By Michelle Gunderson.
A picket line is sacred ground. As a labor organizer and teacher unionist, I do not say this lightly. Workers have fought and died on picket lines fighting for work conditions that respect the inherent dignity of human life. A picket line is hallowed ground sanctified by sacrifice.
I am writing this two days after the Chicago Teachers Union historic one day strike – a strike that on every measure was a success. There were picket lines all over the city in the morning, during the middle of the day there were 30 different actions held (rallies at universities, marches to political offices, and a protest at our county prison), and there was a mass rally downtown in the evening. Yet, convincing others of the importance of our picket lines was some of the hardest organizing I have done. I am hoping that my analysis of this work helps other labor organizers, as well as educators who are re-invigorating strikes as a part of labor resistance.
I am fortunate to have been raised in a union home. My mom is a teacher and was her building’s delegate during the strikes of the 1970’s. I call her often for advice and as a sounding board. When I told her that I was having trouble building picket line support, she said, “A strike is not a walk in the park.”
That seems like a simplistic statement, but many teachers told me that they did not understand why a picket line was necessary when we had planned a rally downtown.
We have pickets because we are not walking in the park. They are a vital ingredient to a work stoppage – a withdrawal of our labor. It is the chief difference between a protest and a strike.
There are many reasons why organizing pickets are difficult in these times. Very few people are being taught labor history in our schools. They have no idea what was sacrificed for the everyday job practices that we take for granted today. In addition, the prevalence of labor unions has been on a steady decline over the last 30 years. Many of our younger teachers no longer come from union households where the principles of solidarity are a way of life. Also, we have had incredible teacher turnover in our Chicago schools, and a large percentage of our educators did not experience our strike in 2012.
During our one day strike educators in Chicago were asked to show up at their schools at 6:30 a.m. and to hold a picket line until 9:00. There was confusion as to what these picket lines were supposed to accomplish. The schools had been closed, so there was no job to report to. There were, however, a few instances of people clocking into work without students present to teach.
People were asking, “If there are no workers to keep out of the buildings, why do we need to picket?” In my mind, the problem here lies with establishing a generally accepted definition of a picket line and an understanding of its purposes.
First of all, picket lines are about much more than keeping others from going into work. We often see picket lines portrayed in movies as places where people’s heads get bashed in or tires get slashed. With these images in their minds, it is very hard to help people without union experience to overcome their fear and trepidations about walking a picket line.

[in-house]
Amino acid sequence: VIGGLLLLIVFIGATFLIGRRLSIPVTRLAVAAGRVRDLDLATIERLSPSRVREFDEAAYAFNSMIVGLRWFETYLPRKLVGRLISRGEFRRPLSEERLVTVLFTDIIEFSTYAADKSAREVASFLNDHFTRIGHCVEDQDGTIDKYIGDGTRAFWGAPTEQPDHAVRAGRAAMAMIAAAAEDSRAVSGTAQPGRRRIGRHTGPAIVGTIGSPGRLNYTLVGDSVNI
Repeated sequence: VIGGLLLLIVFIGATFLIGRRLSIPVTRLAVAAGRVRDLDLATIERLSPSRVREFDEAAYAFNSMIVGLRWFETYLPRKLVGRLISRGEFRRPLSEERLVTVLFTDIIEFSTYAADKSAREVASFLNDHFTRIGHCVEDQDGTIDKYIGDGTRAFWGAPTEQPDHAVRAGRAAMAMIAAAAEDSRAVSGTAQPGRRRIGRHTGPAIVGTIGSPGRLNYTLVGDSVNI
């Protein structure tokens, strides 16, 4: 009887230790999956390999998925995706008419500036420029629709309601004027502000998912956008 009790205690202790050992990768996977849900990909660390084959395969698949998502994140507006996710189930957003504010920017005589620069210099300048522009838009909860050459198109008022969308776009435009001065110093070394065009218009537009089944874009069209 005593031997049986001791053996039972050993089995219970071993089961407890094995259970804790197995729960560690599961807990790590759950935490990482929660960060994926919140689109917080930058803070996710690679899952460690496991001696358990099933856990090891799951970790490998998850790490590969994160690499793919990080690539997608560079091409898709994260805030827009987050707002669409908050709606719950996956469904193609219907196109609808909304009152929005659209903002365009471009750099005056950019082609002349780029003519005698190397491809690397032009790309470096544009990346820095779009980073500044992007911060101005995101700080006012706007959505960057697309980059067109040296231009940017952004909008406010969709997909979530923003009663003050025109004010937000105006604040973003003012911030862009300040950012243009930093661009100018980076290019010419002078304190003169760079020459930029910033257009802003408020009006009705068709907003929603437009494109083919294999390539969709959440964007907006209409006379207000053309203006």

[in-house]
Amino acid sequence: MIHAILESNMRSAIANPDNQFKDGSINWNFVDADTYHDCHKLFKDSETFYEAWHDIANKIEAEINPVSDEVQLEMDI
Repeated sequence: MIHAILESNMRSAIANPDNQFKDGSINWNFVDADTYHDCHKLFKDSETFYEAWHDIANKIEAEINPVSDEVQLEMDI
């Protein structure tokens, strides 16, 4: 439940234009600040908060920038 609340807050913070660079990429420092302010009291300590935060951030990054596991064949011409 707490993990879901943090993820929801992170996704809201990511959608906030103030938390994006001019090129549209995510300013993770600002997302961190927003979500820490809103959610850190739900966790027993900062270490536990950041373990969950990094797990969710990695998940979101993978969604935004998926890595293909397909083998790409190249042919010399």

During the 2012 strike in Chicago we had time to organize practice pickets so that educators could have a preview of how picket would be conducted, strike captains could troubleshoot their call sheets, and everyone could rehearse what might feel like a foreign and uncomfortable experience. These practice pickets helped lay aside misconceptions as well. Our April 1 strike did not have a long planned lead up, and we were missing this essential step of practicing before going out on strike.
In addition, we did not have the time needed to have several union meetings and months of discussions in our buildings. There was also considerable confusion and disagreement about a one day strike. It takes many hours of organizing, coupled with a clear message, to intellectually and emotionally prepare a workforce to form a picket.
Chicago teacher activist, Margo Murray, who held a successful picket at her school on April first said that one new teacher remarked, “Wow, I didn’t know this many people worked in our building.”
Kim Goldbaum, an elementary school vice president for the Chicago Teachers Union, has a very eloquent definition of a picket line:
“A picket line shows the embodiment of the people in that building. The world gets to see the workers protecting what is theirs. They are withholding their labor until somebody deals with their working lives. When you bust a picket line you bust our lives right open.”
I do not have any interviews for this piece from educators who crossed the picket. After all of the citywide and regional meetings, and all of the conversations I had with others, I do not know anyone personally who crossed a picket line. The school where I teach was rock solid – 100% of the educators were present or accounted for.
In my mind, a picket line is one last chance to speak with fellow workers and encourage them to join. It is the line that is drawn, and there are no neutrals. Crossing a picket line means you are on the other side.
Michelle Strater Gunderson is a 29 year teaching veteran who teaches first grade in the Chicago Public Schools. She is a doctoral student at Loyola University in Curriculum and Instruction.
Photo by Ervin Lopez, used with permission.